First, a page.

Monthly Archives: November 2015

Shopping in Brooklyn

Driving into Brooklyn to go shopping with Rachel and Riley sounded like a wonderful idea — so many shops in one neighborhood.  Court Street is a teeming street that transverses Brooklyn’s Carroll Gardens neighborhood.  Rachel and I had a plan to pick up some things for Thanksgiving weekend and then have lunch somewhere interesting.  I always forget how hectic it is shopping in Brooklyn.  Even during the week at 10:00 am, there are people pushing and of course in a hurry.  

We drove off feeling ever-so-clever to have made a reservation at a parking garage close to our destinations — Sahadi’s, Trader Joe’s, and d’Amico’s.  First problem, a police crime scene that blocked off an entire street and caused even more traffic than usual on Smith Street.  Second problem, construction blocked the parking garage so there was no way to access it.  Still we were optimistic and excited about the outing.  Miraculously found a 2-hour metered spot right on Court Street only 2 blocks from Trader Joe’s. We began at Sahadi’s which is an amazing food store specializing in Middle Eastern and Mediterranean foods of every description.

sahadisfront
As we entered, with barely enough room for the stroller and the two of us, Rachel educated me about how to get service. Every station — flours, grains, olives, dried fruits, candies — has a server who expects you to take a number. sahadisAs we waited for our number to be called, I listened to Mr. Sahadi give a talk to a walking food tour group. He described how his father purchased the building in 1946 much to the dismay of his family. The store has changed little over the years and has been run by family members since then. It was difficult not to buy one of everything and we happily left with our bags of dried figs, Lebanese olives, crackers, and candy for Dave! Onward to Trader Joe’s!

trader_joes_v1_460x285 Trader Joe’s on Court Street looks like a bank from the outside and is anything but once your get inside. While it is similar to other Trader Joe’s stores, the frantic nature of this one and the narrow aisles adds to the charm (if you can call it that) of shopping in busy Brooklyn. When we had accumulated all of our items, including a few that Riley put in the cart and I didn’t notice until I got home, we got on line to check out. Here’s where this store is different from anyone I’d ever seen. There were at least 40 check out stations all numbered. A person had us shuffling along until a red flag with a white number started waving indicating an available checkout! We were told to move to station 23, got all checked out, entered the drawing for a $20 gift card because we brought out own bags, and happily exited. At that point we decided not to eat in the neighborhood but to go back to Rachel’s Park Slope area which I thought was crowded!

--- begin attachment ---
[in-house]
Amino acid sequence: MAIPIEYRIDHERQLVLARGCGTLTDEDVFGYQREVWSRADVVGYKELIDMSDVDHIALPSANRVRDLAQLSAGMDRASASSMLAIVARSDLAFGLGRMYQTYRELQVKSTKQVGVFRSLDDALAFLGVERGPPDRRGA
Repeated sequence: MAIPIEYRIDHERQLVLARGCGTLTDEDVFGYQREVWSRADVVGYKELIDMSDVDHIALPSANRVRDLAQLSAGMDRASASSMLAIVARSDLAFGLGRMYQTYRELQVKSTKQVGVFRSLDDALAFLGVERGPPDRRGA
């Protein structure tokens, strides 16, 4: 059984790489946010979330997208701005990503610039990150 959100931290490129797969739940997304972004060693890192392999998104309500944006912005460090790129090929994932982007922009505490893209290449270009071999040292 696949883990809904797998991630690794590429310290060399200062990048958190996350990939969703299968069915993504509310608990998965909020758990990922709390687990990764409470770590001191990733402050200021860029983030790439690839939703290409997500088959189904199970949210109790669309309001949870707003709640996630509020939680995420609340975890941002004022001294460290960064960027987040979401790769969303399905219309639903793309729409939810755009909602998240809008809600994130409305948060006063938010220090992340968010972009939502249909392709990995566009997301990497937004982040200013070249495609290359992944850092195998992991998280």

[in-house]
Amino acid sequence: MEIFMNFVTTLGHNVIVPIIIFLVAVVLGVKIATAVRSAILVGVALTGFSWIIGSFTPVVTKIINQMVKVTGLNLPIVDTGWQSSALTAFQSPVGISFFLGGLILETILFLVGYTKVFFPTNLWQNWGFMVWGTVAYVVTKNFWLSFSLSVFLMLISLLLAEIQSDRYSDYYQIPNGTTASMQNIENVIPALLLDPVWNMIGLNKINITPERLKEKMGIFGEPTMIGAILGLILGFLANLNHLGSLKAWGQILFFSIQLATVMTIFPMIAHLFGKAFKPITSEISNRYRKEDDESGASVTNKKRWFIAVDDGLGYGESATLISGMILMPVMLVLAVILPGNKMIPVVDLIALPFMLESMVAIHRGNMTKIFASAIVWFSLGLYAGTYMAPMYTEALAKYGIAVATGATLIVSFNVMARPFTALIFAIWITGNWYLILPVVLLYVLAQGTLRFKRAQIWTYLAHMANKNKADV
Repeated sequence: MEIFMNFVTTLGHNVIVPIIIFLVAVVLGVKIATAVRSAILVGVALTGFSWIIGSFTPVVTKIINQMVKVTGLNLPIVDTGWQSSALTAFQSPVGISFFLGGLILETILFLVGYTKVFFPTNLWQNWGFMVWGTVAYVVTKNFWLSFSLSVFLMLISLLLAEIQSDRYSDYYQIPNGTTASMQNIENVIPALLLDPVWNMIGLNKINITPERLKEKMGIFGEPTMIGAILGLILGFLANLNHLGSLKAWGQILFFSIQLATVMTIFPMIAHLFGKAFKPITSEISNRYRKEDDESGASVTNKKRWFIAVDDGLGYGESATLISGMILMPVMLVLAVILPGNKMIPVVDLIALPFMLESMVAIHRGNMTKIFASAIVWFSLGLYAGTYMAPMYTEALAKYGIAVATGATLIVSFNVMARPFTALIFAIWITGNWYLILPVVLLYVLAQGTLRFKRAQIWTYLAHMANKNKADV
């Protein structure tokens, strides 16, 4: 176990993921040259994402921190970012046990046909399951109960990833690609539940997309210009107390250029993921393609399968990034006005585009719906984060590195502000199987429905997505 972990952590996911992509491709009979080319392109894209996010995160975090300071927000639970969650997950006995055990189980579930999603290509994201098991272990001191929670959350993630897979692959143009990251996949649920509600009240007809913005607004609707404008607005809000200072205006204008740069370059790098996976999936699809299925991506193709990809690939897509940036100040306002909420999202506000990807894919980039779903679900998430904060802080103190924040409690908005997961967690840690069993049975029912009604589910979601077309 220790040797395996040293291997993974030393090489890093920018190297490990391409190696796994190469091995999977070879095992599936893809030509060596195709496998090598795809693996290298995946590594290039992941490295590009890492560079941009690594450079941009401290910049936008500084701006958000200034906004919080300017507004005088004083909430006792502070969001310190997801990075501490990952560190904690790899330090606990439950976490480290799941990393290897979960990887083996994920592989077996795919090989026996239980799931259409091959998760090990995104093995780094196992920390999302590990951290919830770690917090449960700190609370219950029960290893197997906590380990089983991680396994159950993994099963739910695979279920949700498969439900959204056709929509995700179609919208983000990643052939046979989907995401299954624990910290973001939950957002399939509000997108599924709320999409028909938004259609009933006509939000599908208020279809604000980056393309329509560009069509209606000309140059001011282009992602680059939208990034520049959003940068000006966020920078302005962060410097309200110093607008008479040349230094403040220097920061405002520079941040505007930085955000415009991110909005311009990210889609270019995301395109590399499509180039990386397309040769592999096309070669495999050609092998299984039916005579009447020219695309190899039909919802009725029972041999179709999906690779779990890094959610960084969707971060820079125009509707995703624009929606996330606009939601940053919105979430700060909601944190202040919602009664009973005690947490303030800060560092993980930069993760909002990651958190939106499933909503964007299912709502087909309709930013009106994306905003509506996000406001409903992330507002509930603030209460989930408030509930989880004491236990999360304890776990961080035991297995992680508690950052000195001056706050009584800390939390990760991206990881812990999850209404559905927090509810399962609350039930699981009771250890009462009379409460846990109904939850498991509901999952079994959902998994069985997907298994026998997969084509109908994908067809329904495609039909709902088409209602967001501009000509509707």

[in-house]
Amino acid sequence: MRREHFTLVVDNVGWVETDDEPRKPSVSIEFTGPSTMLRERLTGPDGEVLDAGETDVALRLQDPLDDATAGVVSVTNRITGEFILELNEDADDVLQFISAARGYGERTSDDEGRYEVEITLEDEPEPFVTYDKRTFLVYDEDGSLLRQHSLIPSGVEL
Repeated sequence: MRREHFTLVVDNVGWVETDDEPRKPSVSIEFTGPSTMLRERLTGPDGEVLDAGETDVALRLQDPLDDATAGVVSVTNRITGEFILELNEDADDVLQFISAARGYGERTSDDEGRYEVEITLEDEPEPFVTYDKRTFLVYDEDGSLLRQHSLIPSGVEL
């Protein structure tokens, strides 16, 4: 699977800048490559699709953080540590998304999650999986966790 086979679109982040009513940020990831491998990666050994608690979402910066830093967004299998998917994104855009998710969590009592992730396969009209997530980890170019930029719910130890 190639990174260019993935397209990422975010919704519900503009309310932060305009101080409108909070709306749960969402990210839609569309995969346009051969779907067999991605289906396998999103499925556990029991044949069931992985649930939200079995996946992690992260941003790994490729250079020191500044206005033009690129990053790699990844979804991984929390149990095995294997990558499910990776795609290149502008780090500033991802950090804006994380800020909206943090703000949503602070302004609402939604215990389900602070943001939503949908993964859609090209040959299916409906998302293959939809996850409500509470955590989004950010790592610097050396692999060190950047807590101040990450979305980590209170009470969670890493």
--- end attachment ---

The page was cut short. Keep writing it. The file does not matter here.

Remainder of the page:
We headed to d’Amico’s for coffee. I typically order it online (as does my friend, Robin) but thought I’d save postage since I was already on Court Street. Unknown D’Amico’s has been run by the same family since 1948 when Emanuel d’Amico, a seaman from Sicily, rented the building on Court Street where Frank d’Amico still runs the coffee shop. Known for their roasted coffee, they supply a number of restaurants and lots of people like me who appreciate their hand roasted blends. Six pounds of coffee later, we headed back to Rachel’s for lunch we picked up at the Bagel Pub in Park Slope. The crowds were exhausting, loud, pushy and, for the most part, friendly. But, it is not a relaxing way to shop. I wouldn’t trade it for anything because it was fun to get things I do not have access to up here in Lord’s Valley, but for once I was happy to get back to the quiet of the woods. What a marvelous day that ended with rock tea, a Riley specialty. rocktea I’ll end this as I often do — I am a lucky woman!

Getting Ready for Winter

Getting ready for winter has dominated my thinking lately and, as obsessed as I am about weather, I am equally obsessed with getting as ready as I possibly can for the cold. Now that the leaves have all fallen and for the most part the acorns are finished too, my yard is as clean as it is going to get. The guys came to blow all the leaves and carry them out to the woods behind the house so the driveway and stairs are a lot more accessible and much more safe. I also went to Home Depot for ice melt since I ran out last year so I wanted to start early. 170 pounds of ice melt later, I distributed it in places that I can easily access.